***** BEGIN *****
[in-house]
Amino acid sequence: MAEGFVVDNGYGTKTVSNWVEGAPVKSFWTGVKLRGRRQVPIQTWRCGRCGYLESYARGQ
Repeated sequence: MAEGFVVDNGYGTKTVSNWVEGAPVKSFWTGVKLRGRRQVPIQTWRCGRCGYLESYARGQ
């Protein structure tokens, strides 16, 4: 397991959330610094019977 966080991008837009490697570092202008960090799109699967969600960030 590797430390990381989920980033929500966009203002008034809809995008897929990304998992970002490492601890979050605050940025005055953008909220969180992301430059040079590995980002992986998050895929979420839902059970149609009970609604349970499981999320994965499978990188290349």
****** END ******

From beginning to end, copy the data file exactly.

[in-house]
Amino acid sequence: MAEGFVVDNGYGTKTVSNWVEGAPVKSFWTGVKLRGRRQVPIQTWRCGRCGYLESYARGQ
Repeated sequence: MAEGFVVDNGYGTKTVSNWVEGAPVKSFWTGVKLRGRRQVPIQTWRCGRCGYLESYARGQ
């Protein structure tokens, strides 16, 4: 397991959330610094019977 966080991008837009490697570092202008960090799109699967969600960030 590797430390990381989920980033929500966009203002008034809809995008897929990304998992970002490492601890979050605050940025005055953008909220969180992301430059040079590995980002992986998050895929979420839902059970149609009970609604349970499981999320994965499978990188290349």